Cracks are beginning to form in President Obama’s formerly solid support among Republicans for the war in Afghanistan – with one prominent Republican senator predicting a tough road in the coming months for the war’s funding.
He predicts that both Washington’s cost-cutting mood and disappointments among the American people over the results of the nine-year-old war effort will weigh heavily as Congress considers the wars in both Afghanistan and Iraq in the coming weeks.
Appearing at a Monitor-sponsored breakfast with Washington reporters, Senator Lugar said that polls showing nearly half of Americans “are prepared to cut off the Afghanistan war” would form the backdrop of debate. Both the Afghanistan war’s costs and the size of the partial drawdown of troops the president says will begin in July will be at issue.
Just over a year ago, Mr. Obama’s talk of starting a US withdrawal from Afghanistan in July 2011 was “roundly criticized by Republicans,” Lugar said. But the picture has shifted. “Some had said defense should be exempt” from the overall effort to tackle the deficit,” he said. “But that has been pushed off the table.”
Evidence is mounting of a growing divide among conservatives over the Afghanistan war.
Last week, a new national poll found that self-described conservatives cite the Afghanistan war’s cost – about $119 billion in fiscal year 2011 – as a key concern for the mounting debt. Only 28 percent of tea party supporters said the US should maintain current troop levels in Afghanistan, while a nearly equal number (27 percent) said the US should begin a drawdown toward leaving altogether.
The poll – commissioned by the Afghan Study Group, a Washington organization advocating a new Afghanistan policy with less emphasis on a US military presence – found that more than two-thirds of conservatives have particular worries about the war’s high financial cost.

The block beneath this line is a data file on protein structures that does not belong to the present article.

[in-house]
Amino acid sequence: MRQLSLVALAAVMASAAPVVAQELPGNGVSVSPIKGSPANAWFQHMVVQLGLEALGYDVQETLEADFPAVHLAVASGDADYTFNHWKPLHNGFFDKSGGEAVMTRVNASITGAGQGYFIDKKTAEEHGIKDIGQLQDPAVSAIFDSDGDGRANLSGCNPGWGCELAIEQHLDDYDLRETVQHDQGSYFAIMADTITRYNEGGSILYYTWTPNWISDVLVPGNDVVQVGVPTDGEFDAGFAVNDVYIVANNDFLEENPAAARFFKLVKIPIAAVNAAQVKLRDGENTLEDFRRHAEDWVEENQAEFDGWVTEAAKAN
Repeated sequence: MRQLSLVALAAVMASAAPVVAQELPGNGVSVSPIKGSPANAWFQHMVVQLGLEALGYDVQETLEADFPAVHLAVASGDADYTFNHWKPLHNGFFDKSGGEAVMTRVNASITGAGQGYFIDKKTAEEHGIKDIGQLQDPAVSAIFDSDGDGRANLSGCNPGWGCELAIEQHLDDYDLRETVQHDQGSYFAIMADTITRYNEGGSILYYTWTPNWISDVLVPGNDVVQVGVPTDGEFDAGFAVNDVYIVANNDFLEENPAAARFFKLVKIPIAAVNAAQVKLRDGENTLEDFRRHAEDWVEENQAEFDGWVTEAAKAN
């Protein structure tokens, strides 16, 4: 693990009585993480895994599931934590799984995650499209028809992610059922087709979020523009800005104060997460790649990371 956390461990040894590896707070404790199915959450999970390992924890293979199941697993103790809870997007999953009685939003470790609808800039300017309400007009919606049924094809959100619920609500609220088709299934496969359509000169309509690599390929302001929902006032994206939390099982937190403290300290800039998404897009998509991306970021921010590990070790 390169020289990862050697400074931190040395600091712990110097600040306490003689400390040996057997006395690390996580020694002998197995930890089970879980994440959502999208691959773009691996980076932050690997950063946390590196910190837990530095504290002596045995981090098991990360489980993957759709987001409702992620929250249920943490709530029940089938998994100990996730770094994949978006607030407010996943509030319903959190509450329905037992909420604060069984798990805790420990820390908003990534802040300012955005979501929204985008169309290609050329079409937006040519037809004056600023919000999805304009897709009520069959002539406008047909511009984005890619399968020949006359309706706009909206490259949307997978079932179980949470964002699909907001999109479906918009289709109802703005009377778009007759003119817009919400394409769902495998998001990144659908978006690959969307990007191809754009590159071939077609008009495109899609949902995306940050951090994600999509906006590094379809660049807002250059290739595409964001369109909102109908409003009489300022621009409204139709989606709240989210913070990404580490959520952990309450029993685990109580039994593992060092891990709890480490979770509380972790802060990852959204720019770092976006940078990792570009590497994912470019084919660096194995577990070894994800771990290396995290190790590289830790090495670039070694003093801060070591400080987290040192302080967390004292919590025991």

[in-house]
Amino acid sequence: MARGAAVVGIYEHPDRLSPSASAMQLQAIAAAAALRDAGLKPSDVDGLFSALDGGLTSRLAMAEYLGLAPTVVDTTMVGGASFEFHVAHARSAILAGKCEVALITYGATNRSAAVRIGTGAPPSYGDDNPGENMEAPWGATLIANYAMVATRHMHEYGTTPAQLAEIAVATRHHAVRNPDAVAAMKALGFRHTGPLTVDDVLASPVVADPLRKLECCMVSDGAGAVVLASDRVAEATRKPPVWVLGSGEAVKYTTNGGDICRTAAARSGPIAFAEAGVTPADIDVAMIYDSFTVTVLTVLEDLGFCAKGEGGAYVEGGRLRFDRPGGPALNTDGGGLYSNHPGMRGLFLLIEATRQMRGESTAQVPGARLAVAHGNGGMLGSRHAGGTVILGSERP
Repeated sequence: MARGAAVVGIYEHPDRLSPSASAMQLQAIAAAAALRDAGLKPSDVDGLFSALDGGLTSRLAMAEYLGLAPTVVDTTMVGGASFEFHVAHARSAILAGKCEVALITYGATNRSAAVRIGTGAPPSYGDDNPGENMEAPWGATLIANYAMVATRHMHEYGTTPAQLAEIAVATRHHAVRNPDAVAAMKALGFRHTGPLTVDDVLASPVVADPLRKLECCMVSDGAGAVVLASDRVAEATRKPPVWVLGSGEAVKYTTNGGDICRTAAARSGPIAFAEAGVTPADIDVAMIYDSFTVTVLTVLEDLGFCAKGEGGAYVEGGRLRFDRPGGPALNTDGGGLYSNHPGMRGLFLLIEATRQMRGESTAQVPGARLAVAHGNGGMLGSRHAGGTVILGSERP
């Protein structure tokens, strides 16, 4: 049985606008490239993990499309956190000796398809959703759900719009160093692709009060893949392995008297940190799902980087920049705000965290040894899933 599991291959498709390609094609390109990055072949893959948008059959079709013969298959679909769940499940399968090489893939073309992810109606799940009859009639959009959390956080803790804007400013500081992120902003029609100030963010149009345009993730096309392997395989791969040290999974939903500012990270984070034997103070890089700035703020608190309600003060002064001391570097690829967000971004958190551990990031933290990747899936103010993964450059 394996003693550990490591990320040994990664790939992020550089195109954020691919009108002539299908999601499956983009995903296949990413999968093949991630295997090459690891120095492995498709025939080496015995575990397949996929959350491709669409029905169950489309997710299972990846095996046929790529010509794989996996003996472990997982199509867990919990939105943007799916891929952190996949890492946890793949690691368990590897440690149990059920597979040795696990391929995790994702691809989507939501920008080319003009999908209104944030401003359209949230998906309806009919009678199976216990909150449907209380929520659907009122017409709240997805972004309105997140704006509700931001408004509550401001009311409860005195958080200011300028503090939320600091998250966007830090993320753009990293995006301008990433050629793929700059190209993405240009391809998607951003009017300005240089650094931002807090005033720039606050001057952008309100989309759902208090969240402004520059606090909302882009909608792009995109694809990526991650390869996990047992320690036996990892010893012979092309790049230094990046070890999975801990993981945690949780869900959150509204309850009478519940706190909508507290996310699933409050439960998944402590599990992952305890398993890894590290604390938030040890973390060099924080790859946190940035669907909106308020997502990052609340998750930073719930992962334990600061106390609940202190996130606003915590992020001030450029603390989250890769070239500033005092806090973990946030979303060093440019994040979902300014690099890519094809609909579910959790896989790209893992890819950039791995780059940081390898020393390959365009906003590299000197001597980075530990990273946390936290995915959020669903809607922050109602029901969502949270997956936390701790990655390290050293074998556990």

The poll’s findings found an echo in comments last week by prominent conservative spending watchdog Grover Norquist. He said it was time for conservatives to start a serious debate on the costs of the Afghanistan war.
“I’m confident about where that conversation would go,” said Mr. Norquist in comments at a discussion with Washington policymakers and journalists sponsored by the New America Foundation. “I think the people who are against that conversation know where it would go, too."
Days before, however, two conservative-leaning Washington organizations supporting the current Afghanistan strategy released reports finding significant areas of success a year after Obama adopted the current war strategy and increased resources to implement it.
The study, by American Enterprise Institute's Frederick Kagan and Institute for the Study of War's Kimberly Kagan, finds that while US and other international forces “have done unprecedented damage to the insurgency within Afghanistan in 2010” and Afghans’ security has improved in some cases, “progress on the political front has been much more halting.”
Lugar suggested Tuesday that this mixed picture does not appear to be going away despite nine years of war. Any drawdown by the US, even partial, is going to require an acceptance of “certain conditions” on the ground. While that may offer hope of a basic stability, it might not meet everyone’s vision of an Afghanistan with modern services such as education for all, a Western-inspired judicial system, and full adherence to human rights.
“And that’s going to be disappointing,” he added, “to the world, to us, and to many in Afghanistan.”